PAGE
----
Mum would pour the tea, (LAN CHOO – one for each person and one for the pot), light up the Turf cigarette, add the required white sugar and we’d talk.
‘What am I getting for my birthday/Christmas/Easter? Why didn’t I get a box of Derwents Mum? How come Billy got 8 Easter eggs?
Whatever the answer, the message would always be, ‘The best is yet to come.’ And that would satisfy me.
Mum gave up cigarettes by the time I started secondary school but the tea was still “white and one” and poured with love. ‘Why is it taking so long to get to the holidays? When can I go on the train by myself?’ The answer would be along the lines of “Everything comes to those who wait,” but the underlying message would always be, ‘The best is yet to come.’
College was a new experience. Mum was moving with the times too. Tea bags! The tea pot now lived under the sink and the tea canister had been banished to the pantry. Cups of tea, hands around the cup, became the conduit for in depth discussions about boyfriends, (lack of), potential husbands, (unlikely without a boyfriend), and marriage. I wanted to believe, ‘The best is yet to come.’ It did.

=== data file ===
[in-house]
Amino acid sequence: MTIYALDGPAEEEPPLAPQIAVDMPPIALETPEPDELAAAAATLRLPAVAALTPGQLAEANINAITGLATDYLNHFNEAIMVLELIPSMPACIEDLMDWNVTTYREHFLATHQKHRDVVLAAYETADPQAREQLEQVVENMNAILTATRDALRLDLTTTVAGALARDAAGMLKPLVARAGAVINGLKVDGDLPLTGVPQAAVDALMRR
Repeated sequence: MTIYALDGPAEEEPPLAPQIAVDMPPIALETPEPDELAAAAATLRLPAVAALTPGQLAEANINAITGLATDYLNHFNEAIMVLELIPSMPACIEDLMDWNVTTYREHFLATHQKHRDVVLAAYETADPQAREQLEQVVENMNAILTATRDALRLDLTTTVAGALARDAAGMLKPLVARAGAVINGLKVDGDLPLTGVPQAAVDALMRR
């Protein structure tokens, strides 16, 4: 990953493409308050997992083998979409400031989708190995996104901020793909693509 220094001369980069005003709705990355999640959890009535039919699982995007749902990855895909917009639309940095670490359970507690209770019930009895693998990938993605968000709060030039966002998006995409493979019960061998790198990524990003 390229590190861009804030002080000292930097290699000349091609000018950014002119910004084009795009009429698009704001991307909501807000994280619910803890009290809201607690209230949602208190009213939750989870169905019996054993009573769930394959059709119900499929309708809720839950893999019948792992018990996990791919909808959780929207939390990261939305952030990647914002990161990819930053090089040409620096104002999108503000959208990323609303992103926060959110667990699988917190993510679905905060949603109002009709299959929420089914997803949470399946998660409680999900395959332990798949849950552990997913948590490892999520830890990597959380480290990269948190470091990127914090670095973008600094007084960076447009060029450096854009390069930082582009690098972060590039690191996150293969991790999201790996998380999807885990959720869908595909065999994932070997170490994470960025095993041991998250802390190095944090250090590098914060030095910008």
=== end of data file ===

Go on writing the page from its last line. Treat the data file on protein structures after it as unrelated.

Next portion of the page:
With my marriage I saw less of Mum, calling in as I did for “a quick cuppa” in between work and social engagements. Now Mum’s tea was stronger. ‘I’ll have your tea bag as well, Love.’ Sometimes she would forget that I now had raw sugar. With the birth of our daughter I saw her more often but for less time. ‘Thanks Mum. Gotta run.’ Working mothers are good at drinking tea on the run.
As time went by Mum’s mobility decreased as a degenerative muscular disease took over. ‘What can we do for you Mum? What would make it easier?’ She would always shrug off our concerns and offers of help. After all, ‘The best is yet to come.’ While this mantra was now embedded in my mitochondrial DNA, I found it increasingly hard to believe this standard answer.
The tepid tea in the nursing home came in a half-filled, lidded plastic mug. Whilst mum sipped it through a straw we would sometimes talk about what was to come.
On that fateful last day, I whispered, ‘Mum. You are the best.’ And then as she slipped slowly away I reminded her, ‘Mum, the best is yet to come.’
I didn’t need to say it. She’d always known it.
It was a comforting thought.